Chevy’s second-gen Prius killer

The first-generation Volt came thundering into Chevrolet dealerships for the 2011 model year. Not only was it an all-new model for Chevy that competed with hybrid stalwarts like the Toyota Prius, the Volt helped carry GM through the desperate rough patch of 2008 and 2009. GM executives already had the Volt on the books at the time, and were able to convince the right people in Washington to extend a helping hand. Those loans, or what everybody called the GM bailout, helped the struggling automaker get back on its feet.

Fast forward to the 2016 model year, and Chevy has an all-new Volt rolling off the assembly line. Not one part number carries over to the new car, making it a ground-up re-think of the range-extended electric vehicle. New, bolder looks with a more conventional yet modern interior pushes the Volt into the mainstream while keeping its standout qualities. It might not be the prettiest thing on four wheels, but it looks better than its predecessor.

Looks aside, the 2016 Volt has a slew of upgrades, namely with the powertrain. An all-new 1.5-liter four-cylinder uses direct injection, an Atkinson combustion cycle, and an aluminum design to increase efficiency and cut weight. A larger battery pack now offers a longer range, with the total gasoline-electric range pegged at 420 miles – a marked improvement from the first-gen’s 379-mile range.

What’s more, GM has made the Volt more accessible. Its base MSRP drops by roughly $1,000 to $33,170. Federal tax credits can drop the price another $7,500, making the Volt as inexpensive as $25,670.

So what’s the Volt like to live with? Well keep reading for the full run-down.

Continue reading for the full driven review

  • 2016 Chevrolet Volt – Driven
  • Year:
  • Make:
  • Model:
  • Engine:
  • Transmission:
    Electric Drive
  • Horsepower @ RPM:
  • Torque @ RPM:
  • Energy:
    Direct Injection
  • Displacement:
    1.5 L
  • 0-60 time:
    8.4 sec.
  • Top Speed:
    100 mph
  • Layout:
    Front Engine; Front Drive
  • Price:
  • car segment:
  • body style:

Video Review


2016 Chevrolet Volt – Driven High Resolution Exterior
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2016 Chevrolet Volt – Driven High Resolution Exterior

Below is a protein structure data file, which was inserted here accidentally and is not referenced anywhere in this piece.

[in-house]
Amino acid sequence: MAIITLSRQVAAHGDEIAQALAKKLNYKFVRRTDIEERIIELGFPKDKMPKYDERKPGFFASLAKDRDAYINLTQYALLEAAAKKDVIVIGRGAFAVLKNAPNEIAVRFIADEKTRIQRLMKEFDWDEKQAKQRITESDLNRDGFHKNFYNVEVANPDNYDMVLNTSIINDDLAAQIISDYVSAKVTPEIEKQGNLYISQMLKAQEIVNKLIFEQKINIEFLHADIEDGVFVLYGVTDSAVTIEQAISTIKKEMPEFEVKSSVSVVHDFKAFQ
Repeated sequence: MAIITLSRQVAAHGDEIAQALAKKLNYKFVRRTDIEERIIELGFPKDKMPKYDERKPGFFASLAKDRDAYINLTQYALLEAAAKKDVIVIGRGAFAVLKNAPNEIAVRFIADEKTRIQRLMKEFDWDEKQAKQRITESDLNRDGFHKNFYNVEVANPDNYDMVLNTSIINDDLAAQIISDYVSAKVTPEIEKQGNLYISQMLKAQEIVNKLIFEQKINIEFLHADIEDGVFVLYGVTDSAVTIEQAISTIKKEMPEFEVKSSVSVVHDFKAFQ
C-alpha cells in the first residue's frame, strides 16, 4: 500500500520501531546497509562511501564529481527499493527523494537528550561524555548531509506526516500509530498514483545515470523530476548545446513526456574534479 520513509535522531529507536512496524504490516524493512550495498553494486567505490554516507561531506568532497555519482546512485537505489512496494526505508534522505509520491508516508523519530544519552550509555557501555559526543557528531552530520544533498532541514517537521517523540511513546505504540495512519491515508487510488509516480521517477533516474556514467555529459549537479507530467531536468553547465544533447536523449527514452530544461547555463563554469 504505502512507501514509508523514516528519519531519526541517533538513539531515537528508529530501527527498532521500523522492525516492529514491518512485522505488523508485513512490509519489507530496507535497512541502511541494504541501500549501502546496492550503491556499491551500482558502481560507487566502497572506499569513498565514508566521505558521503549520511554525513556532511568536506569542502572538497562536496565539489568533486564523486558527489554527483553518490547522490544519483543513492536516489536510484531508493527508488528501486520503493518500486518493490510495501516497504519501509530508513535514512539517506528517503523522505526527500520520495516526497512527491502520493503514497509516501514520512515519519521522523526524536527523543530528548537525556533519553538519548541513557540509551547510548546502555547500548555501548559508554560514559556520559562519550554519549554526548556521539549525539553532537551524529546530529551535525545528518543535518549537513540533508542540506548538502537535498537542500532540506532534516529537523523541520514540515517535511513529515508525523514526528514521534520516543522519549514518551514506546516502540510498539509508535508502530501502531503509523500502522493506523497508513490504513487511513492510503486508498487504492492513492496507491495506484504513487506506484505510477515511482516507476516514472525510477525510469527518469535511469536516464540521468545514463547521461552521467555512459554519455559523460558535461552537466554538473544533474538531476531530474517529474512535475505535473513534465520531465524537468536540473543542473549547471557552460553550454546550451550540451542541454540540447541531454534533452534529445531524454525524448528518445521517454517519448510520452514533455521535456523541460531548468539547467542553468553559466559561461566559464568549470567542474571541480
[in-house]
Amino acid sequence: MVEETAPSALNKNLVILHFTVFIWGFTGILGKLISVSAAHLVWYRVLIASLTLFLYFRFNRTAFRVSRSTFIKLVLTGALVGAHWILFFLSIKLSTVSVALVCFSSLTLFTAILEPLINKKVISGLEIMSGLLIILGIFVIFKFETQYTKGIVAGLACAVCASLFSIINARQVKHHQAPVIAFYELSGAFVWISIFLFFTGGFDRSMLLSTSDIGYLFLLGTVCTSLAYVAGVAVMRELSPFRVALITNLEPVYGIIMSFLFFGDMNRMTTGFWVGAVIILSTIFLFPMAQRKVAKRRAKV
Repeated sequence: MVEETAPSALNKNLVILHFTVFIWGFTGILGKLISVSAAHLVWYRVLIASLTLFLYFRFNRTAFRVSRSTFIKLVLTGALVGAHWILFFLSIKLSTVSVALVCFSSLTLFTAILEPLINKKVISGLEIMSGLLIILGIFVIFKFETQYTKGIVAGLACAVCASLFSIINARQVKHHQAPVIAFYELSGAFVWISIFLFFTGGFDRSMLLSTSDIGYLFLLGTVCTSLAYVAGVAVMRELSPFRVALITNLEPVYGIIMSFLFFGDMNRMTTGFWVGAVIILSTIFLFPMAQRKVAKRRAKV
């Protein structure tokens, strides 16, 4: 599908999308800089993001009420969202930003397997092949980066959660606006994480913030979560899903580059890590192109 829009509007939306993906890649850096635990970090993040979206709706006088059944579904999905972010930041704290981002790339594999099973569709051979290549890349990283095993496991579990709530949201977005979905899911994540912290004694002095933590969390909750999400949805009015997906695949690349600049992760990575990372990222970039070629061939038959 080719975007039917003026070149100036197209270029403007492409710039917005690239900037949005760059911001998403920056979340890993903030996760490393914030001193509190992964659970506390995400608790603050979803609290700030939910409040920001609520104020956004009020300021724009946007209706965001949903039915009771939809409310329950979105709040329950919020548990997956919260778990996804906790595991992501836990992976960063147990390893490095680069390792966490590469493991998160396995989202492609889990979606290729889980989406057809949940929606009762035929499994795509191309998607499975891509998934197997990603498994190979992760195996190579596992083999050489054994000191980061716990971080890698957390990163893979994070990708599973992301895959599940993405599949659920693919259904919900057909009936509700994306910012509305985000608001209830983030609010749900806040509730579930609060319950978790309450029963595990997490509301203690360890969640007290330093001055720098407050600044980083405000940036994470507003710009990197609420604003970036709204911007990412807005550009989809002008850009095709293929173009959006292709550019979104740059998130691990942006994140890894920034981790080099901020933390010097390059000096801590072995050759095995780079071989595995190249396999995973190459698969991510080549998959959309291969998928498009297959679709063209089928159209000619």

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2016 Chevrolet Volt – Driven High Resolution Exterior Wallpaper quality
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Not only does the 2016 Volt not share any parts with the previous generation predecessor, the car’s design theme is new. While some cues shine through, the car’s looks are mostly a fresh start, moving away from the boxy, mid-2000s look of the previous Volt. The grille and headlights especially have a more organic appearance, harking to other sedans in the GM fleet. In fact, its appearance can be linked to the updated 2016 Chevy Cruze, a car that shares its Delta II platform with the Volt.

[The Volt] looks more like a conventional car than some sort of high-tech science experiment

One of the key carry-over cues is the Volt badging under the side mirrors. The piano black accent still surrounds the chrome lettering, but the black accent doesn’t travel rearwards under the windows as prominently as the last car’s. This gives the new Volt a more conventional appearance.

Out back, the 2016 Volt loses the Tron-and-Prius-like rear hatch, in favor of a more traditional body-color liftgate. Still, a thin strip of piano black plastic runs beneath the spoiler as a hark to the original car. Adding to the difference is a black lower valance. Besides easily showing dirt, the dark accent helps cut visual weight from the rear, making the car look lighter.